Brexit has been a pressure cooker for our government, our parliament, our political parties, our MPs and for all of us too – and finally the tensions really erupted.
Back in business after the Supreme Court ruled the government’s decision to suspend parliament was unlawful and therefore void, the whole place was absolutely furious from the moment Geoffrey Cox took to the dispatch box at 11.30am to the close of play nearly 12 hours later.
The attorney general, the prime minister’s warm up act, he quickly set the tone. Yes this was a government which had been admonished by the Supreme Court for proroguing parliament unlawfully. But there would be no apologies, contrition or regret.
Instead the government’s top legal brain unleashed an unfettered attack on parliament, working himself into a frenzy as he raged against the “spineless” Labour frontbench and “cowardly” MPs for refusing to grant the prime minister an election.
“This parliament is a disgrace,” he boomed to the jeering of opposition MPs. “This parliament is a dead parliament. It should no longer sit, It has no moral right to sit on these green benches.”
He charged on: “The time is coming when even these turkeys won’t be able to prevent Christmas!”
MPs raged. Labour’s Barry Sheerman shaking in anger as he accused the attorney general of having “no shame all”. “To come here with his barrister’s bluster to obsfucate the truth – a man like him, a party like this and a leader like this to talk about morals and morality. It’s a disgrace.”
With the stage set, Mr Johnson was straight into character as he arrived in the parliament, unrepentant and indignant as he tried to goad his opponents into tabling a motion of no-confidence in the government.
The people versus the parliament election, Mr Johnson cast himself as the prime minister trying to deliver on the biggest popular vote in history while ‘the establishment’ – be it the parliament or the courts – block his path.
The language provocative and incendiary as he sought to portray his political rivals as anti-democratic and treacherous.
Parliament was “refusing to deliver on the priorities of the people” while Jeremy Corbyn and his cronies “do not trust the people. They are determined to throw out the referendum result, whatever the cost.”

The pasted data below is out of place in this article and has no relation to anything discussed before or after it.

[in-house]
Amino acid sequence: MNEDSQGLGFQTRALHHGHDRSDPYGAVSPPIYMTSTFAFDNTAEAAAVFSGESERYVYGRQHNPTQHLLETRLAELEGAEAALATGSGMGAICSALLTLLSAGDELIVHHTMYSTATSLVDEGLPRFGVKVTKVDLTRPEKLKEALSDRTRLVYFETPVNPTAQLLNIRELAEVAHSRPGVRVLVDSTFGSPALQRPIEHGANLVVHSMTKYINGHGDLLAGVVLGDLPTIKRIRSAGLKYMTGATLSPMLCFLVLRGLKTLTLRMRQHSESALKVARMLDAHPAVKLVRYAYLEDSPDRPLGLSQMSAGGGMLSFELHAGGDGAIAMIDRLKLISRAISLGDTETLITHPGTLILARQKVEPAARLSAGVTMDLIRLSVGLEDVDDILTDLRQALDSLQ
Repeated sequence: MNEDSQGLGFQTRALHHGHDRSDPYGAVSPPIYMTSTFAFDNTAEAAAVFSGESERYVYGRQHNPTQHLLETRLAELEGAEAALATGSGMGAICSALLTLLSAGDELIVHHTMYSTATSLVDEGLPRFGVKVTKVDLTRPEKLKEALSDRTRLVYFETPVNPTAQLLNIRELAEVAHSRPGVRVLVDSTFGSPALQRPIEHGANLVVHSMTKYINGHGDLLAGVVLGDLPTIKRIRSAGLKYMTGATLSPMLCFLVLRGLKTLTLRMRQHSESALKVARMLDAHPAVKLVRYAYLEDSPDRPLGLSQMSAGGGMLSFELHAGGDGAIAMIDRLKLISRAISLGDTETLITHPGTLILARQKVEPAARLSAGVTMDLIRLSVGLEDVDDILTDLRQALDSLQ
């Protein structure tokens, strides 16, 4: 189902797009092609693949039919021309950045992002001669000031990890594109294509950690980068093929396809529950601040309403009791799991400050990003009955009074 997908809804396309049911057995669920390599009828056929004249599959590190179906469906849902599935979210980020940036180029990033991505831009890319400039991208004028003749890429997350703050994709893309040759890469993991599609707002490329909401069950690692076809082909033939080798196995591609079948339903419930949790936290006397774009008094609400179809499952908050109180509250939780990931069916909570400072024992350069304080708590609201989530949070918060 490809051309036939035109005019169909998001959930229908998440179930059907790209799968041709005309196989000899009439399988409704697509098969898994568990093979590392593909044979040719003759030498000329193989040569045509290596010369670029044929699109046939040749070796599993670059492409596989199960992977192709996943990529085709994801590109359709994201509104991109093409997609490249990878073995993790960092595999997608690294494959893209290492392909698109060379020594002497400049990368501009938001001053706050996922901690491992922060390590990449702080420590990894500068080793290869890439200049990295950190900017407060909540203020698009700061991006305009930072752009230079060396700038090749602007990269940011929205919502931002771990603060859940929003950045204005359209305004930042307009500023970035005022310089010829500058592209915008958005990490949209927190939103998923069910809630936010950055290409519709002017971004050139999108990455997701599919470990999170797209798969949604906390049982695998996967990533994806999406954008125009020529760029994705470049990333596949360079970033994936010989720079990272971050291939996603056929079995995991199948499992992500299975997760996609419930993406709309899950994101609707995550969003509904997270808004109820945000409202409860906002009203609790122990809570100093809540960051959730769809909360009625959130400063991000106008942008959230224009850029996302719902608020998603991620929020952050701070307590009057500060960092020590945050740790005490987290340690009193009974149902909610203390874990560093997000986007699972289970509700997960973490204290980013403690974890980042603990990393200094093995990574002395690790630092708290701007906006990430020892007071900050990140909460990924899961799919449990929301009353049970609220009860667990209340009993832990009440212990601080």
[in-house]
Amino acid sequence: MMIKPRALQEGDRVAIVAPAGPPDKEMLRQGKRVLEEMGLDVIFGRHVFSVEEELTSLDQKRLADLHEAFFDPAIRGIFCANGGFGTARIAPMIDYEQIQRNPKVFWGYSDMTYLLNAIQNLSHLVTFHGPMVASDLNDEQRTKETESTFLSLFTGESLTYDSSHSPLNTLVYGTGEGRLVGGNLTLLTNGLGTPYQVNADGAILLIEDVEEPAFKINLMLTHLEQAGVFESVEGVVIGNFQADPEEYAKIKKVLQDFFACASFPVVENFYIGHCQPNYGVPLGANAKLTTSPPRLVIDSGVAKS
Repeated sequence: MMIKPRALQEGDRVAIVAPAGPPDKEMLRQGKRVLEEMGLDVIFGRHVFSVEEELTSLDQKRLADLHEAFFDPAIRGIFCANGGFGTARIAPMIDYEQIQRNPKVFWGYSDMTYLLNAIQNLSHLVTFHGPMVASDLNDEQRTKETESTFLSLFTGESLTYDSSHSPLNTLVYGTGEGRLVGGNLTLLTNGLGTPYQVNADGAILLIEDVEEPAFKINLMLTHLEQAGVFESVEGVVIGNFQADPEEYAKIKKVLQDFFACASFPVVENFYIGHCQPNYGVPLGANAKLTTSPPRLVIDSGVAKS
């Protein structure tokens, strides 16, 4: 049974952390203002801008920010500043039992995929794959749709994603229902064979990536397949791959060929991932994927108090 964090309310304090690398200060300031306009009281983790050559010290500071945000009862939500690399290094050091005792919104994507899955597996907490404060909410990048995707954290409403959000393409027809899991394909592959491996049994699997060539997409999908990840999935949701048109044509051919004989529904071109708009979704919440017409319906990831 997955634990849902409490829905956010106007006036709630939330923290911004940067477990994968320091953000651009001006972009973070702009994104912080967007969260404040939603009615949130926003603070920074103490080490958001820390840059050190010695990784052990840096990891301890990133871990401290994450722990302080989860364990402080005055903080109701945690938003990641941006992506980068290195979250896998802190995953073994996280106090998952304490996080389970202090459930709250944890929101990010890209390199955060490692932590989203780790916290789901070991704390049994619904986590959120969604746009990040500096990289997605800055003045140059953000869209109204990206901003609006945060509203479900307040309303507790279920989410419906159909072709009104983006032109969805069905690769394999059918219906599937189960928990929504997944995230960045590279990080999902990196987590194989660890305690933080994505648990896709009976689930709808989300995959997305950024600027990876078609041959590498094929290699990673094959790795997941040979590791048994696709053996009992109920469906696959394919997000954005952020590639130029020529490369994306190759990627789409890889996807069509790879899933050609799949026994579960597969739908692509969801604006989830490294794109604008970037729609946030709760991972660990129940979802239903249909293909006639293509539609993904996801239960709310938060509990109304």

“We will not betray the people who sent us here,” he bellowed as MPs erupted in fury. Complaints that his inflammatory words were being cited in death threats were dismissed as “humbug”.
When he told MPs that the “best way” to honour Jo Cox, who was murdered in the 2016 referendum, was to “get Brexit done”, the chamber moved past boiling point and into complete meltdown. Some MPs walked out of the chamber in protest. Others left in tears.
But be in no doubt, this is a deliberate, calculated strategy to proactively whip up public anger. Mr Johnson’s politics at the dispatch box on Wednesday were lifted straight from Trump’s playbook. The more his rivals rage and rail against him, the better. His path to electoral success is predicated on stoking up division in order to turn out his vote.
Mr Johnson has no interest in uniting a nation. He has every interest in convincing Brexit supporters to back him in a general election. If he can win 35% of the popular vote from that pool of 17.4m Vote Leave supporters, he could stay as prime minister. Everything he does now is designed to prove to them he is the only one on their side.
The people against parliament, remain against leave – there will be plenty more rancour and anger in the days ahead. But we are in gridlock. The prime minister demanding an election, his opponents refusing to give him one until he secures an extension from Brussels.
Both sides deeply dug in – for now. But Brexit day is fast approaching and between then and now something has to give. Opposition MPs may try to insist the prime minister asks for an extension ahead of the current 19 October deadline to bring forward the inevitable showdown.
But if they don’t, we know for sure that this prime minister’s ‘do or die’ Brexit plan will collide with the new piece of law demanding he ask for an extension if he cannot secure a deal.
What parliament – what Mr Johnson – really needs is to do agree a Brexit compromise. But after this day, that prospect has never felt so far away.
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